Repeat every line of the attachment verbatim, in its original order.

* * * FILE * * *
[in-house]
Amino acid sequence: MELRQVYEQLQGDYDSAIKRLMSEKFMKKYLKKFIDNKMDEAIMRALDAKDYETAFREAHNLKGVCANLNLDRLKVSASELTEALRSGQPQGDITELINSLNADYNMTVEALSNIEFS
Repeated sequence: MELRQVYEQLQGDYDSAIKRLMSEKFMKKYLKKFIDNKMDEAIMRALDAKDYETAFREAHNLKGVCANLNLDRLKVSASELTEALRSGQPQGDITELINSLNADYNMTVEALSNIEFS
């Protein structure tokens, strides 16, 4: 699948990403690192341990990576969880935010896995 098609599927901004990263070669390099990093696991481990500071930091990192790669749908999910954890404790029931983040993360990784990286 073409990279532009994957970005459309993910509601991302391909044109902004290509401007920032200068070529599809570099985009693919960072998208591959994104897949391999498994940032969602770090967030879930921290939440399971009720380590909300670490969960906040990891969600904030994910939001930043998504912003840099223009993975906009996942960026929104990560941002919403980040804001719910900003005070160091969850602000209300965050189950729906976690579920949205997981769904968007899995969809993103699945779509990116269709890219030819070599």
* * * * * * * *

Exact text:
[in-house]
Amino acid sequence: MELRQVYEQLQGDYDSAIKRLMSEKFMKKYLKKFIDNKMDEAIMRALDAKDYETAFREAHNLKGVCANLNLDRLKVSASELTEALRSGQPQGDITELINSLNADYNMTVEALSNIEFS
Repeated sequence: MELRQVYEQLQGDYDSAIKRLMSEKFMKKYLKKFIDNKMDEAIMRALDAKDYETAFREAHNLKGVCANLNLDRLKVSASELTEALRSGQPQGDITELINSLNADYNMTVEALSNIEFS
């Protein structure tokens, strides 16, 4: 699948990403690192341990990576969880935010896995 098609599927901004990263070669390099990093696991481990500071930091990192790669749908999910954890404790029931983040993360990784990286 073409990279532009994957970005459309993910509601991302391909044109902004290509401007920032200068070529599809570099985009693919960072998208591959994104897949391999498994940032969602770090967030879930921290939440399971009720380590909300670490969960906040990891969600904030994910939001930043998504912003840099223009993975906009996942960026929104990560941002919403980040804001719910900003005070160091969850602000209300965050189950729906976690579920949205997981769904968007899995969809993103699945779509990116269709890219030819070599």